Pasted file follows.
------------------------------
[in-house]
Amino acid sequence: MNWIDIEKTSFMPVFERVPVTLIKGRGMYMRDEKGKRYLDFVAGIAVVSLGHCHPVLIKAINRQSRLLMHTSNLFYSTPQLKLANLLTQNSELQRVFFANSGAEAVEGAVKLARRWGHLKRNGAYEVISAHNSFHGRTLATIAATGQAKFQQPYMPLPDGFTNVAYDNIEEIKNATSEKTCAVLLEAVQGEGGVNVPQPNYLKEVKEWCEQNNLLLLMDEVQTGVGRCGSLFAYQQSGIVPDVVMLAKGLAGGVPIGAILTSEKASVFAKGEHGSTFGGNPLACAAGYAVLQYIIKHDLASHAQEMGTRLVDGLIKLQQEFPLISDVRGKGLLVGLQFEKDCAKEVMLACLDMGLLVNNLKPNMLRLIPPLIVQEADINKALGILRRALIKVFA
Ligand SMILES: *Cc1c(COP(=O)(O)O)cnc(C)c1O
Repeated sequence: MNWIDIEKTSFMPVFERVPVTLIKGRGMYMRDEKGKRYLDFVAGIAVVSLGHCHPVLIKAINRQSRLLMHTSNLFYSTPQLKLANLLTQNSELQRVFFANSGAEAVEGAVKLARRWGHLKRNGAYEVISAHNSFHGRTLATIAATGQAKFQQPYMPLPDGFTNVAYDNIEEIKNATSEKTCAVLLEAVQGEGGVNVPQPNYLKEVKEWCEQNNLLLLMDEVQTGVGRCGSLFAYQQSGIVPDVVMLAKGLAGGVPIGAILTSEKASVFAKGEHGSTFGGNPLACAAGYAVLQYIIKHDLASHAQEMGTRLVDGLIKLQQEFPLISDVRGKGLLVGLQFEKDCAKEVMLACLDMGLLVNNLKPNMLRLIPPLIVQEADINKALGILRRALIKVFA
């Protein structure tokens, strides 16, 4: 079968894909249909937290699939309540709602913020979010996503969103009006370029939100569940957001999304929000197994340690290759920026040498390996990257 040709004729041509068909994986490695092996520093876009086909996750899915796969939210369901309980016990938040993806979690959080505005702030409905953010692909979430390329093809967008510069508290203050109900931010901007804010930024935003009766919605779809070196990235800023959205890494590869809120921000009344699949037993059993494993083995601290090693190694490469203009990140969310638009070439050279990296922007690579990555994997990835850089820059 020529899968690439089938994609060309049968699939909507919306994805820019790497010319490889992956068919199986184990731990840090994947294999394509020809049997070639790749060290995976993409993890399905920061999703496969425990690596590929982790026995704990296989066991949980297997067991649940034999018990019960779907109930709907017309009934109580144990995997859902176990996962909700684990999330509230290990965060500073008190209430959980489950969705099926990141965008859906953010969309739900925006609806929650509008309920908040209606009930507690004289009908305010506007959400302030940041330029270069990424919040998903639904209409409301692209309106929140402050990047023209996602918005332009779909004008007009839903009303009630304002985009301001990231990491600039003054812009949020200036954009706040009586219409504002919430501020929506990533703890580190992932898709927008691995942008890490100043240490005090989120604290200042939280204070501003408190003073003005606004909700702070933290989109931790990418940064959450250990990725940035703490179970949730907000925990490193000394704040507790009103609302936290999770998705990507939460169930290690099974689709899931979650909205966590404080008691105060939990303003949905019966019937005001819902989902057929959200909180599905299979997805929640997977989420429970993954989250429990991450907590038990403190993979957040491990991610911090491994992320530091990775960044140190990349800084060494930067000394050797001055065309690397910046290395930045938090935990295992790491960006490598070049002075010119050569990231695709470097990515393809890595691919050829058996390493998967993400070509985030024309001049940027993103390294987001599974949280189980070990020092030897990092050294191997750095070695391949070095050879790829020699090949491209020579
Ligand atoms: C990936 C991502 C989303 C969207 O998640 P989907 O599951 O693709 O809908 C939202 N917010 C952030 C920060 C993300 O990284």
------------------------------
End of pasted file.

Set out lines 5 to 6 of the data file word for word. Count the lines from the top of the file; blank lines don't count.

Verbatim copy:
């Protein structure tokens, strides 16, 4: 079968894909249909937290699939309540709602913020979010996503969103009006370029939100569940957001999304929000197994340690290759920026040498390996990257 040709004729041509068909994986490695092996520093876009086909996750899915796969939210369901309980016990938040993806979690959080505005702030409905953010692909979430390329093809967008510069508290203050109900931010901007804010930024935003009766919605779809070196990235800023959205890494590869809120921000009344699949037993059993494993083995601290090693190694490469203009990140969310638009070439050279990296922007690579990555994997990835850089820059 020529899968690439089938994609060309049968699939909507919306994805820019790497010319490889992956068919199986184990731990840090994947294999394509020809049997070639790749060290995976993409993890399905920061999703496969425990690596590929982790026995704990296989066991949980297997067991649940034999018990019960779907109930709907017309009934109580144990995997859902176990996962909700684990999330509230290990965060500073008190209430959980489950969705099926990141965008859906953010969309739900925006609806929650509008309920908040209606009930507690004289009908305010506007959400302030940041330029270069990424919040998903639904209409409301692209309106929140402050990047023209996602918005332009779909004008007009839903009303009630304002985009301001990231990491600039003054812009949020200036954009706040009586219409504002919430501020929506990533703890580190992932898709927008691995942008890490100043240490005090989120604290200042939280204070501003408190003073003005606004909700702070933290989109931790990418940064959450250990990725940035703490179970949730907000925990490193000394704040507790009103609302936290999770998705990507939460169930290690099974689709899931979650909205966590404080008691105060939990303003949905019966019937005001819902989902057929959200909180599905299979997805929640997977989420429970993954989250429990991450907590038990403190993979957040491990991610911090491994992320530091990775960044140190990349800084060494930067000394050797001055065309690397910046290395930045938090935990295992790491960006490598070049002075010119050569990231695709470097990515393809890595691919050829058996390493998967993400070509985030024309001049940027993103390294987001599974949280189980070990020092030897990092050294191997750095070695391949070095050879790829020699090949491209020579
Ligand atoms: C990936 C991502 C989303 C969207 O998640 P989907 O599951 O693709 O809908 C939202 N917010 C952030 C920060 C993300 O990284």